As seen in VICE News:
The labels said Made in China. But after photographs taken at a North Korean garment factory turned up online last month, Australian athletic gear manufacturer Rip Curl was forced to admit that 4,000 of its jackets had actually been manufactured in the Hermit Kingdom.
Rip Curl, which said its order had been secretly farmed out to the North Korean factory by a Chinese supplier, offered refunds to its customers and promised to donate all profits it had made from the jackets. The company also said it cut ties with the Chinese supplier.
“We are very sorry that Rip Curl has breached the trust of our customers,” the company said in a statement, “and we apologize wholeheartedly for letting this happen in the first place.”
Felix Abt, however, doesn’t think the company had anything to apologize for.
The Swiss-born Abt, who lived and worked in Pyongyang from 2002 to 2009, is one of a small number of Western businesspeople who encourage economic engagement with North Korea. This year, the Economist called North Korea the worst place in the world in which to invest, yet Abt and the others claim it’s good business — and morally defensible.
It’s difficult to paint a comprehensive picture of Western investors in North Korea; with few exceptions, they’re extremely reluctant to discuss their interests in the North, whether out of fear of bad PR or reprisals by the regime. But investing in a place like North Korea attracts “risk takers, in large part because they can’t play in a bigger market,” says one Washington, DC attorney who works with investors in so-called frontier markets and did not wish to be identified for fear of jeopardizing relationships. “They are generally quite ethically flexible, as well.”
China’s rising wages “make North Korea a prime destination for outsourcing,” says Abt, who wrote a book titled A Capitalist in North Korea and has represented a number of foreign companies in the country. He says laborers “generally work harder than workers elsewhere,” and that the country’s laws related to foreign investment and business have become more friendly over the years. Newly built industrial parks have also alleviated some of the problems — power cuts, fuel shortages — caused by the North’s infrastructure woes.
And as long as less than 50 percent of an outsourced product is made in North Korea, Abt says a company “can still claim that the products were ‘Made in China.'” The strategy, called China Plus One in the manufacturing industry, often means sending the most labor-intensive tasks to North Korea, where the highest-paid factory workers in the country earn an official wage of less than $75 per month. The minimum monthly wage in China is roughly $270.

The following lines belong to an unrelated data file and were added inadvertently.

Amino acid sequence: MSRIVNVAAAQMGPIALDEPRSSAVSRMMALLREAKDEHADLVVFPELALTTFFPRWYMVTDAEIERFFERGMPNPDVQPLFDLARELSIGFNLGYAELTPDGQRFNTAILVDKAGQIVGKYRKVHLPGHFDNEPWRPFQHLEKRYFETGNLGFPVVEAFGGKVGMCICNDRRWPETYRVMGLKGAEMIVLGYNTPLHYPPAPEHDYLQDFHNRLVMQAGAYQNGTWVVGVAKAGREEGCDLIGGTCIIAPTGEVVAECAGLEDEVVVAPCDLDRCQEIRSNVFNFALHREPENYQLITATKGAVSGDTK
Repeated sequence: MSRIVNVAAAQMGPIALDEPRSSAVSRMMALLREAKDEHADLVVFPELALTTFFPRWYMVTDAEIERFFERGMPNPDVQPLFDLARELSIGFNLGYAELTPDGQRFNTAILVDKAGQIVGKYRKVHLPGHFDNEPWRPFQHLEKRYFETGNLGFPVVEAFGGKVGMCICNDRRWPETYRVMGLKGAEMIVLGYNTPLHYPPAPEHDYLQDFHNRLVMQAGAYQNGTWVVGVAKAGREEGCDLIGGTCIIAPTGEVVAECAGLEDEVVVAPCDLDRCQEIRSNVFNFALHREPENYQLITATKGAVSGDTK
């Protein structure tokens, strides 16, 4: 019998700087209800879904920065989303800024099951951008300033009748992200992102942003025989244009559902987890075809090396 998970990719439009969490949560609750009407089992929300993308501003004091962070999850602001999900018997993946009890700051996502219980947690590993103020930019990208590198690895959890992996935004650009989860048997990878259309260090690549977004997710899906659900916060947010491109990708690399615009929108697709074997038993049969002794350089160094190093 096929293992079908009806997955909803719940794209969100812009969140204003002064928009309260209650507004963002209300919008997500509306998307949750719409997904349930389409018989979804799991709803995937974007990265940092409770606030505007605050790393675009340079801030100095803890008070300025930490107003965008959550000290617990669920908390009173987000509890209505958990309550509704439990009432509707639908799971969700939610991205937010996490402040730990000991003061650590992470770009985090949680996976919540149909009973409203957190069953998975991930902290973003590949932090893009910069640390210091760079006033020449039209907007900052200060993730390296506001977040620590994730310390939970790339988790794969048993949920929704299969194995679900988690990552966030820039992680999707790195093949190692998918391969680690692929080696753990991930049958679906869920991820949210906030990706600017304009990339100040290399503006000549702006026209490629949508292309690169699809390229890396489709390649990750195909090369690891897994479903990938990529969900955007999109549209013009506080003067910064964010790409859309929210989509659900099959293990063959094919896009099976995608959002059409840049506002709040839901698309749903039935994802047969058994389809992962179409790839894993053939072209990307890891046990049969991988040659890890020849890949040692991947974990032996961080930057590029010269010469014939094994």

Abt, who now resides in Vietnam but still sits on the boards of several joint ventures in North Korea, is a controversial figure. Because of his stance on North Korea, he has been called everything from a “bottom fisherman” to “Switzerland’s greatest embarrassment to humanity since [Third Reich financier] François Genoud.”
But he maintains that “economic engagement” with the regime also benefits average North Koreans. Abt says he and his colleagues exposed their North Korean counterparts to Western management styles, and introduced them to the concept of corporate social responsibility.
“When I re-visited factories I noticed positive changes — new canteens, or showers for the workers — as a result of these efforts,” he said.
Showers or not, conditions in North Korean factories “may not be actual slavery of the same sort once experienced by blacks in America, but it’s certainly highly exploited labor,” says Curtis Melvin, an analyst at Johns Hopkins University’s US-Korea Institute.
Melvin, an economist by training, concedes that investment in North Korea has at least some potential to create change. But for both business and moral reasons, he doesn’t advise parking funds there anytime soon.
“It’s an information vacuum marked by corruption, where contracts are routinely violated,” he said. “North Korea is a security threat, a massive violator of human rights, and until they’re not, investing there is all downside.”
That downside has been borne out repeatedly. In 2012, the Xiyang Group, a Chinese mining firm, called the five years it spent in North Korea “a nightmare.” After investing more than $37 million to set up a joint venture with the Workers’ Party of Korea — the ruling party headed up by Kim Jong-un — North Korean officials began demanding changes to a contract that had already been signed. When the company refused, North Korea shut off Xiyang’s power, water, and telephone service, then put its staff of 100 on buses, drove them to the Chinese border, and kicked them out of the country.
Last year, a joint electronics venture between European investors and the trading department of the North Korean Ministry of Culture went south. “As a result of irreconcilable differences between the board of Phoenix and the local management, Phoenix Commercial Ventures Ltd. terminated its association with Hana Electronics JVC,” read a news release. Phoenix director Nigel Cowie, a British national, declined to speak to VICE News on the record.